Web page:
George Washington Papers

From George Washington to John Hancock, 28 September 1776

To John Hancock

Head Quarters, Heights of Harlem Septr 28th 1776


Being about to cross the North River this morning in order to view the post opposite1 and the Grounds between that and powles Hook, I shall not add much more than that I have been honored with your favor of the 24th and Its several inclosures, and that since my Letter of Yesterday no Important event has taken place.

As Colo. Hugh Stephenson of the Rifle Regiment ordered lately to be raised, is dead, according to the information I have received,2 I would beg leave to recommend to the particular notice of Congress, Captn Daniel Morgan just returned among the prisoners from Canada as a fit and proper person to succeed to the vacancy occasioned by his death. The present feild Officers of the Regiment cannot claim any right in preference to him, because he ranked above them and as a Captain when he first entered the service. His conduct as an Officer on the expedition with Genl Arnold last fall; his intrepid behavior in the Assault upon Quebec when the brave Montgomery fell—the inflexible attachment he professed to our cause during his imprisonment and which he perserveres in; added to these his residence in the place Colo. Stevenson came from & his interest and influence in the same circle and with such Men as are to compose such a Regiment, all in my opinion, entitle him to the favor of Congress and lead me to beleive that in his promotion, the States will gain a good and valuable officer for the sort of Troops he is particularly recommended to command.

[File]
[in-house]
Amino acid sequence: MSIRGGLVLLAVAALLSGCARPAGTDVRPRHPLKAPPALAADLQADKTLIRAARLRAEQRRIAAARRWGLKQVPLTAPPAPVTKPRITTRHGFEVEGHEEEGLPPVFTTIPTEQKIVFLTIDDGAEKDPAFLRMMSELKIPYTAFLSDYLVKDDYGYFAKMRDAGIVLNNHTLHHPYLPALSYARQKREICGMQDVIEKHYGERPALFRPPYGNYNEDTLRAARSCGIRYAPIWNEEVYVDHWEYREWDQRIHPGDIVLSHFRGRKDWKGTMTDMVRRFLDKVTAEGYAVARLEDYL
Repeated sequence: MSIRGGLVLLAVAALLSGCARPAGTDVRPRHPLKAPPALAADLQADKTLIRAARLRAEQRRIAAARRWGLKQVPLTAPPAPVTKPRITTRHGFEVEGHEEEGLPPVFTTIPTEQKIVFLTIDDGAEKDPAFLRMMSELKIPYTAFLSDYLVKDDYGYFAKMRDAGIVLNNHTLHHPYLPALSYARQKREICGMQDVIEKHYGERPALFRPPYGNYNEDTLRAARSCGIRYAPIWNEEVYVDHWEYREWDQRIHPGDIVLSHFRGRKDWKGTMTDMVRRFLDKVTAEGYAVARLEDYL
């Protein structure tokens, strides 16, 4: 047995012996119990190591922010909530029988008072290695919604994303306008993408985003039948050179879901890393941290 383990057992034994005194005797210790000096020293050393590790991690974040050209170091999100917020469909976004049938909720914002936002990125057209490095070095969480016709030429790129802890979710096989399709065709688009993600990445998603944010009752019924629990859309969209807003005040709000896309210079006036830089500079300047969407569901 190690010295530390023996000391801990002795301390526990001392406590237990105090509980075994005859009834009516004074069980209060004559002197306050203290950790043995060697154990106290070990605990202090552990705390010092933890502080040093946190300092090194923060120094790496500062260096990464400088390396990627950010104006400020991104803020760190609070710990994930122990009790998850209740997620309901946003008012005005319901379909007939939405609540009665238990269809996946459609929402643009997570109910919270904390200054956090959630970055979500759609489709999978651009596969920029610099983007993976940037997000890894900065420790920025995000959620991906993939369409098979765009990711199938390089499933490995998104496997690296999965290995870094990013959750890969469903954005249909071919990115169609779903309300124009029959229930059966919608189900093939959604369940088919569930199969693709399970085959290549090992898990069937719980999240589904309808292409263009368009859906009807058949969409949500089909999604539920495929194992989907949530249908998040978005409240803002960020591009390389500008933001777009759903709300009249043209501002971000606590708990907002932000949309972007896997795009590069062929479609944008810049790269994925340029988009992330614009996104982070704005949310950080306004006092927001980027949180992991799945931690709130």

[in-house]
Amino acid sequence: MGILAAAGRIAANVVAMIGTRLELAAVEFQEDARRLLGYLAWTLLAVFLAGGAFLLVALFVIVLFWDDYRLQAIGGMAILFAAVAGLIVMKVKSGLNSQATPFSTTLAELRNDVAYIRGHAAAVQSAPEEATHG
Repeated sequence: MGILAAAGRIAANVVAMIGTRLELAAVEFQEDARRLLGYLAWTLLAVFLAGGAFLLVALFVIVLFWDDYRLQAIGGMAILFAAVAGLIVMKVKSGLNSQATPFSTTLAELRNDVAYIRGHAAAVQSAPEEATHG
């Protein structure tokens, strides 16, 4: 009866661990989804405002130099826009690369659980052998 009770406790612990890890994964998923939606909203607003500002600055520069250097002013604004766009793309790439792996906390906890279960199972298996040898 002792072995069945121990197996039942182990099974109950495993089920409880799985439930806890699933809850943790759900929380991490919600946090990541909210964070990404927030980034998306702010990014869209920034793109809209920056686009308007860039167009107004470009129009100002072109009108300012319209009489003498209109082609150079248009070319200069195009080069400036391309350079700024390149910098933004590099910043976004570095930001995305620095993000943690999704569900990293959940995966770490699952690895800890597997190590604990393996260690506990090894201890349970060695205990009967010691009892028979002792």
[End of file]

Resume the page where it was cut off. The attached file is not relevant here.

Should Congress be pleased to appoint Captn Morgan in the instance I have mentioned, I would still beg leave to suggest the propriety and necessity of keeping the matter close and not suffering It to transpire untill he is exonerated from the parole he is under. His acceptance of a Commission under his present circumstances might be construed a violation of his Engagement, and if not, the difficulty attending his exchange might be encreased; the Enemy perhaps would consider him as a Feild Officer, of which we have but very few in our hands and none that I recollect of that rank. I have the Honor to be with great esteem Sir Your Most Obedt Sert

Go: Washington

LS, in Robert Hanson Harrison’s writing, DNA:PCC, item 152; LB, DLC:GW; copy, DNA:PCC, item 169; Varick transcript, DLC:GW. Congress read this letter on 30 Sept. (JCC description begins Worthington Chauncey Ford et al., eds. Journals of the Continental Congress, 1774-1789. 34 vols. Washington, D.C., 1904–37. description ends , 5:834).

1The LB reads “the post opposite Mt Washington.” GW is referring to Fort Constitution (soon to be renamed Fort Lee) in New Jersey.

2Stephenson, who recently had returned to Virginia to recruit his new regiment, apparently “was taken ill, with a return of camp fever, and died at his home on the Bullskin” in Berkeley County (Dandridge, Shepherdstown description begins Danske Dandridge. Historic Shepherdstown. Charlottesville, Va., 1910. description ends , 349). His will, which includes a codicil of 3 Mar. 1776 executed at “Roxbury Camp, New England,” was probated on 20 Nov. (see Aler, History of Martinsburg and Berkeley County description begins F. Vernon Aler. Aler’s History of Martinsburg and Berkeley County, West Virginia. Hagerstown, Md., 1888. description ends , 141).

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